Only 46% of wire transfer scam victims get money back, says Which?
Less than half of the losses of victims of fraud who transfer money to fraudsters’ bank accounts have been reimbursed under a voluntary code that banks inconsistently enforce, according to a consumer group.
Which? called for strengthening the code, introduced in 2019 to ensure money lost in wire transfer scams, and for mandatory standards to make the process “fairer and more consistent.”
£ 707,000 lost every day under the voluntary code
The group cited figures from UK Finance which show £ 412.9million was lost in 189,000 bank wire fraud cases between the code’s introduction in May 2019 and the end of 2020 – or £ 707,000 per day .
But which one? said only 46% of the money lost during that time had been returned, meaning the victims suffered a blow of £ 225million.
Wire transfer fraud, also known as authorized push payment (APP) scams, involves a scammer posing as a real beneficiary.
The code was introduced in 2019 and the banks involved are intended to offer more protection to customers against scams.
Banks that are part of the program include Barclays; HSBC, including First Direct and M&S Bank; Lloyds Banking Group, including Halifax, Bank of Scotland and Intelligent Finance; Metro Bank; NatWest, including RBS and Ulster Bank; In all the countries; Santander; Starling and the cooperative bank.
The code states that if a customer is not at fault, they should be reimbursed but Which ?, The Financial Ombudsman Service (FOS) and other consumer advocates have found that banks erroneously choose not to reimburse clients. losses.
This includes cases where victims are subjected to advanced tactics used by fraudsters, or when banks have failed to warn customers of the threat of a scam.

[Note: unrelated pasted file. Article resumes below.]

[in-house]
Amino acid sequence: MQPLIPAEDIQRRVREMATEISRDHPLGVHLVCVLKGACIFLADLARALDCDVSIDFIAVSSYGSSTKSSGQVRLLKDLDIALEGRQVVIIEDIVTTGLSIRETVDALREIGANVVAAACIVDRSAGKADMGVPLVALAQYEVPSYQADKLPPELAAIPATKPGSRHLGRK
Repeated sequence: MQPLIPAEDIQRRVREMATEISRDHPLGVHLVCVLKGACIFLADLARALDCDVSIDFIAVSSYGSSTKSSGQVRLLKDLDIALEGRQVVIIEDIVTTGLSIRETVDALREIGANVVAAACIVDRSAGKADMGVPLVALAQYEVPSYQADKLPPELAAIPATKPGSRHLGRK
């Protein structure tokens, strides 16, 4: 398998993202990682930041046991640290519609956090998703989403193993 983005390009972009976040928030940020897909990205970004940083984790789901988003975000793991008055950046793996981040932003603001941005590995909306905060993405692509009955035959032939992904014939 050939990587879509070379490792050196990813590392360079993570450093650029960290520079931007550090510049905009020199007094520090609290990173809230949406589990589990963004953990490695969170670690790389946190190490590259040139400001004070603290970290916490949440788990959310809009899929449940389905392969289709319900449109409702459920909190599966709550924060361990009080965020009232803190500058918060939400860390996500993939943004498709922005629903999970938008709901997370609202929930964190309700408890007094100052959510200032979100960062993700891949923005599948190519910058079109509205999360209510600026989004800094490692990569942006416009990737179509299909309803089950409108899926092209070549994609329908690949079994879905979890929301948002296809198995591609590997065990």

Gareth Shaw, Money Manager at Which ?, said: “Two years after the code was introduced, it is clear that the payment systems regulator must now take decisive action to prevent the continued devastation caused by this guy. of fraud.
“It must introduce mandatory consumer protection standards for all banks and payment service providers, and demand greater transparency from businesses on how they deal with this crime.”
“The regulator is currently consulting on the future of fraud protections – and we support the guaranteed reimbursement proposals. We also called for full transparency on industry refund rates so customers know how their bank is performing on the vital issue of fraud refunds. “
Banks have signed up to code to blame up to 77% of the time
Data from the Lending Standards Board showed that banks subscribed to the code partially or fully blame victims for being scammed up to 77% of the time.
The FOS also said banks are setting unrealistic expectations on customers to detect and prevent fraud.
An HSBC customer has not received a full refund after being scammed for £ 548 while booking flights for his family through a fraudulent travel website.
The bank acknowledged its role in failing to notify the client of this particular scam, but blamed the client for failing to examine the legitimacy of the business, for example, through Companies House.
A Bank of Scotland customer lost £ 27,000 after being the victim of an investment scam.
They made payments to a cloned company over the phone. The bank refused the refund, according to the mediator.
The payment systems regulator (PSR) argued that reimbursement rates are low and which ones? supports the PSR proposals to change the rules of the faster payment system.
The program aims to reduce payment delays between accounts receivable from different banks and has a transaction limit of £ 250,000.
They also ask the Treasury to give more power to the regulator in this area.
Ashley Hart, TSB Fraud Officer, said: “TSB strongly believes that innocent victims of bank fraud deserve to be protected from what might otherwise be life-changing losses.
“We have reimbursed 99% of all fraud cases since our fraud money back guarantee was introduced two years ago.”
Last week, which one? contacted all major banks and building societies to ask them to publish their reimbursement rates for wire transfer scams.
The deadline has been set for Friday, and responses are expected to be revealed shortly